Who would have thought that an exotic spice as saffron would be a staple in a traditional English recipe. The history behind this is an intriguing matter and should you want to know more about it don't hesitate to nip across to My Custard Pie. I love calling in at Sally's site for a regular pie of an extremely good and amusing read.
Saffron buns with raisins were chosen from Sally from My Custard Pie to be this month's Fresh from the Oven challenge. Through the saffron these buns represent the connection between Sally's present home Dubai and her home country England.
It's funny to know that saffron buns are also known as ‘revel buns’, but the more I like how they are called in West Cornwall - ‘tea treat buns’ as (quoting Sally) "they were often baked for events known as Tea Treats, which were organised by Methodist churches and chapels for the local community".
Unfortunately we had no saffron and I don't know why but raisins of a good quality are rare to find this season. This is why we opted for what we had on hand – safflower and the last of our home dried prunes.
We ate the buns with sour cream, sprinkled with flakes of sea salt.
Tea: We would suggest black tea for these buns but currently we are very short of black tea so we had them with Long Zhu - a very pleasant and mild Chinese green tea. Although almost any tea would be fine here.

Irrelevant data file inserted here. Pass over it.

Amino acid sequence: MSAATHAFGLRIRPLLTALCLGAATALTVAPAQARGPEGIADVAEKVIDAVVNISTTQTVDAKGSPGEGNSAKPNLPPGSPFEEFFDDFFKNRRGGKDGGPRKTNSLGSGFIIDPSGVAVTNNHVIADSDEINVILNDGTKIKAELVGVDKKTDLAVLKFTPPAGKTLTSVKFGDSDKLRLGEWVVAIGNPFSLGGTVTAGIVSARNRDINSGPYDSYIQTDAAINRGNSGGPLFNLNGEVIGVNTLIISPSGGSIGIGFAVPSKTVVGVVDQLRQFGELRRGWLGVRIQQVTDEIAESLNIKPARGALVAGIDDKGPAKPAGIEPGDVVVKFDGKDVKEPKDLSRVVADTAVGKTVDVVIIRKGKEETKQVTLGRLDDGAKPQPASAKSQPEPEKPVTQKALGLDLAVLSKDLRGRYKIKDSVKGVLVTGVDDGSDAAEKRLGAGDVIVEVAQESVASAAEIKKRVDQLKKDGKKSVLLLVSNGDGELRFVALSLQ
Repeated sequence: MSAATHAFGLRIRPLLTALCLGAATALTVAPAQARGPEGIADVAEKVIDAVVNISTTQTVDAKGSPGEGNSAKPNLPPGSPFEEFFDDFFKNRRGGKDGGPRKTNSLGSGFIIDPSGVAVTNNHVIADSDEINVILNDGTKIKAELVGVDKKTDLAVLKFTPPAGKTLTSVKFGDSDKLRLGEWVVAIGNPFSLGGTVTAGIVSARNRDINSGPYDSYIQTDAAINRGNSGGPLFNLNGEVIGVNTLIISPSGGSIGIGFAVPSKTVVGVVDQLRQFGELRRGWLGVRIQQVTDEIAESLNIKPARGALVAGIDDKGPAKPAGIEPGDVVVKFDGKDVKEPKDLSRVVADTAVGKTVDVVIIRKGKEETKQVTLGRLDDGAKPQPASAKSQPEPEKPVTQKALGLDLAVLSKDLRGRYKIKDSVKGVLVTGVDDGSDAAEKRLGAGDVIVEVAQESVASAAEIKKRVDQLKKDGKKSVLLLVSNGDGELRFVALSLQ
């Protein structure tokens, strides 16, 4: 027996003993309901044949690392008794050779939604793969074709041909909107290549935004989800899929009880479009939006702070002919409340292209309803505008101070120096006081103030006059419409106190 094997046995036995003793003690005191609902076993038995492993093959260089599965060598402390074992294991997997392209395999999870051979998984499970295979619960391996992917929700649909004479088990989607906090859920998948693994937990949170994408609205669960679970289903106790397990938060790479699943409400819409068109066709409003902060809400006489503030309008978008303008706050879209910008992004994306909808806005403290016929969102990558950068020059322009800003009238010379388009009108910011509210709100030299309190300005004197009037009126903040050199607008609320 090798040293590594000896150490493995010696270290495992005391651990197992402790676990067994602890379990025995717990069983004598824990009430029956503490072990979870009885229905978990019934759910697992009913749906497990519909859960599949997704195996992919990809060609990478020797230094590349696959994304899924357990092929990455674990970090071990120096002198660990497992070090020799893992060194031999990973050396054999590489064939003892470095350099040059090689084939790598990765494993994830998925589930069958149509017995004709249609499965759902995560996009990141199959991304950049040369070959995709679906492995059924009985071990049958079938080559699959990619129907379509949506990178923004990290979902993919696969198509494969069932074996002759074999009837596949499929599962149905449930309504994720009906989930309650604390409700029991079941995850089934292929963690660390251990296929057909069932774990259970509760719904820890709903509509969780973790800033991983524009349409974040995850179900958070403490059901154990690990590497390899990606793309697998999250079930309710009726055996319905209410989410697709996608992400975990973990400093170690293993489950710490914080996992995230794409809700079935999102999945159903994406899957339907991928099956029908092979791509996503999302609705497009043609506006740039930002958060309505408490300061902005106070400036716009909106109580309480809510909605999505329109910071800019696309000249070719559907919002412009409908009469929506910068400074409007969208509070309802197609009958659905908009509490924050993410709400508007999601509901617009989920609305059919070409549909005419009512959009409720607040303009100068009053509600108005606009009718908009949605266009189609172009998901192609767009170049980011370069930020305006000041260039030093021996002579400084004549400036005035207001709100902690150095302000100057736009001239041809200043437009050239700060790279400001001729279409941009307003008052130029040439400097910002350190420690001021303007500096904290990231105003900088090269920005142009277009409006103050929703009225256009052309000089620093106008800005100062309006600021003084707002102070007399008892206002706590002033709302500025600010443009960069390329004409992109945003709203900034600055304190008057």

Go to Purely Food at the end of the month where Claire will post the round-up and you can see how everybody coped with the challenge.
Safflower Buns with Prunes Recipe
Makes 10 buns
- 300 gr all purpose flour;
- 4 gr safflower, reduced into a fine powder (a mortar comes in hand here);
- 5 gr salt;
- 60 gr butter, melted;
- 45 gr sugar;
- 15 gr fresh yeast;
- 1 medium egg, beaten;
- 70 ml milk, lukewarm;
- 50 ml water;
- 100 gr pitted dried prunes, chopped;
- 1 egg, beaten – for glazing.
Dissolve yeast in the water and mix together with the milk, egg and butter in the bowl of your stand mixer equipped with the dough hook. Add in the dry ingredients and let the mixer knead the dough for 15 minutes, then knead in the chopped dried prunes. Cover the bowl and let the dough become double in bulk.
Give the dough a quick knead, divide it into 10 balls, shape them and arrange on a lined with paper baking sheet. Cover the buns with a towel and let them prove. We baked the buns in rectangular silicone muffin cups. The buns were supposed to be rectangular but they expanded way more than expected.
Glaze with egg and bake in a preheated to 190ºC oven for about 20 -25 minutes or until golden brown.